A few non-Chenin wines I’ve had over the past eight or so weeks that I actually wrote down.
1995 Trimbach- Riesling “Cuvée Frédéric Émile” (from magnum)
Laser-like and pure with lime, flint and hints of stone fruit flavors and aromas. Showing infinitely fresher than 750’s I’ve had recently, some of which have shown premox. Quite young with a big acidic backbone. Just a hint of petrol notes. More please. A-.
1983 Beringer- Cabernet Sauvignon, Private Reserve, Napa Valley
Here’s a bit of a blast from the past. When I was just getting into wine in the early/mid-'90’s, top wines for me were wines such as the Mondavi and Beringer Private Reserves. It’s been a while since I’ve had a Beringer PR, let alone one with some age on it and it didn’t disappoint. It was like settling into a well-worn, comfortable leather couch with its sweet, softened and slightly faded character. There’s cherry, cedar, leather, spice, herb and licorice showing nicely and fully integrated with a touch of grey. Drink up and enjoy. A-/B+.
1994 Ridge- Monte Bello, Santa Cruz Mountains
73% Cabernet Sauvignon, 15% Merlot, 9% Petit Verdot, 3% Cabernet Franc.
Draper’s American oak perfume wafts from the glass with tell-tale coconut and mint aromas along with sweet black fruit and balsam notes. Still could use some more time in the cellar to smooth out a few rough edges and gain more secondary development, but it’s a lot of fun to drink right now. There’s certainly oak present, but the fruit is sweet and rich enough to balance it out and should eventually fully absorb it. Shows a bit of VA and the finish is a touch short, but this is quite enjoyable and a fine pairing with my ribeye. A-.
1995 Ridge- Monte Bello, Santa Cruz Mountains
69% Cabernet Sauvignon, 18% Merlot, 10% Petit Verdot, 3% Cabernet Franc.
Quite different in character than the '94. This one is much more serious and less generous, with higher acid and tannin levels. The fruit is redder, there’s some barnyard, earth and brown root spices/sassafras flavors and aromas. A touch drying on the finish. Definitely more cerebral. I would think more time would do it well, but with the finish drying out a little, I’d be a tiny bit concerned, though would want to try another bottle before drawing any conclusions. Fwiw, I preferred the '95 to the '94 on release and in its first few years. A-/B+.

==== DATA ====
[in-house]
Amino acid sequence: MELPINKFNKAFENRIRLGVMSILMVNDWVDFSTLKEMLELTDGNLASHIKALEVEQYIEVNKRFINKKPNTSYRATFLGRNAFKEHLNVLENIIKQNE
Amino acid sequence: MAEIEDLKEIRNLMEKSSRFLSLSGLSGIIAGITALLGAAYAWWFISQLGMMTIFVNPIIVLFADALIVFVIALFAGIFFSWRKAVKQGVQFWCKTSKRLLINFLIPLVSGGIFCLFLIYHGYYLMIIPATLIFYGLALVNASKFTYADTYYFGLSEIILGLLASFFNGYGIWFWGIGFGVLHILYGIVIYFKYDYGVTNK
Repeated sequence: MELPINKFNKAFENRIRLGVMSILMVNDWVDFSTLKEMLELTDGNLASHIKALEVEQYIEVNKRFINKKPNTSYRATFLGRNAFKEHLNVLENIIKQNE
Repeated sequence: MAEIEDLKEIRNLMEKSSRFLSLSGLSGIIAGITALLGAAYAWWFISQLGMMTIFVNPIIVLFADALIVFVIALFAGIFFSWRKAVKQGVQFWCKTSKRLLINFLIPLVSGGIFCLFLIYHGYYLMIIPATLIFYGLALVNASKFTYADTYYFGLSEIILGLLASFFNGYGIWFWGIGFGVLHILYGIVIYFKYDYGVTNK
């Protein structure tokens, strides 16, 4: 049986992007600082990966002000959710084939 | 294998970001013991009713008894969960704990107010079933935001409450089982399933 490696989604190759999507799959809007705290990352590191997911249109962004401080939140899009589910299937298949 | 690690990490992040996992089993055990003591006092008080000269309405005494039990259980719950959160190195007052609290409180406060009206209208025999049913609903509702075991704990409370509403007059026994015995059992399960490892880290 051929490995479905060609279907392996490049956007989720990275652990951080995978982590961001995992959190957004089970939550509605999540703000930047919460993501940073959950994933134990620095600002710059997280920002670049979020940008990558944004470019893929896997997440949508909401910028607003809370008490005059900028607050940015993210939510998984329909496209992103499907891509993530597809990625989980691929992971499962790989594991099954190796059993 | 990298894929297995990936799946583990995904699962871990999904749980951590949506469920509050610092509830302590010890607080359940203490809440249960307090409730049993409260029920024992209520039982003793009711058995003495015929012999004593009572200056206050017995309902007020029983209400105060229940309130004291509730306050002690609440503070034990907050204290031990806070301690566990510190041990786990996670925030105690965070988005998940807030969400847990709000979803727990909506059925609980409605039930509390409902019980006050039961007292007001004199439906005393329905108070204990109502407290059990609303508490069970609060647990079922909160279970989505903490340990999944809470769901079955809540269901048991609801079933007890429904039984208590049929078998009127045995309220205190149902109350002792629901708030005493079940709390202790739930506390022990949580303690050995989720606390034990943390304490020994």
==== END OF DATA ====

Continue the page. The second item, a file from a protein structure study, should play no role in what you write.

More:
2005 Ridge- Monte Bello, Santa Cruz Mountains
70% Cabernet Sauvignon, 22% Merlot, 6% Petit Verdot, 2% Cabernet Franc
Stands in stark contrast to the 2006. This really needs to sort itself out as the oak is just way too dominate and the tannins really persnickety. There’s some nice boysenberry fruit underneath it all, but right now the wine seems to be fighting with both itself and those drinking it. B+, though I’d like to try another bottle.
2006 Ridge- Monte Bello, Santa Cruz Mountains
68% Cabernet Sauvignon, 20% Merlot, 10% Petit Verdot, 2% Cabernet Franc.
A far cry from the '05 as the oak is much better contained in this wine. Sweet and pure with cassis, boysenberry, chocolate a touch of spice and oak char on the nose and palate. Certainly primary, but it shows a pretty elegance to it that the '06 lacks and it should absorb its oak nicely. Solid A-.
1987 Spring Mountain- Cabernet Sauvignon, Napa Valley
Hadn’t tried this beauty in about six or so years and it was great to get reacquainted. This wine doesn’t seem to have moved much in the ensuing years as the fruit levels are still wonderful. Cassis dominates the fruit profile and is supported by cedar, spice, herb, and tobacco notes. Tannins have integrated nicely and there’s a certain joie de vivre to the wine which weighs in at a mere 13.2% Imagine that, a ripe Napa cab that weighs in under 13.5% Wish that style was still in vogue today. Quite Bordeauxesque in character and a delight to drink. Solid A-.
1970 La Rioja Alta- Rioja Gran Reserva, 904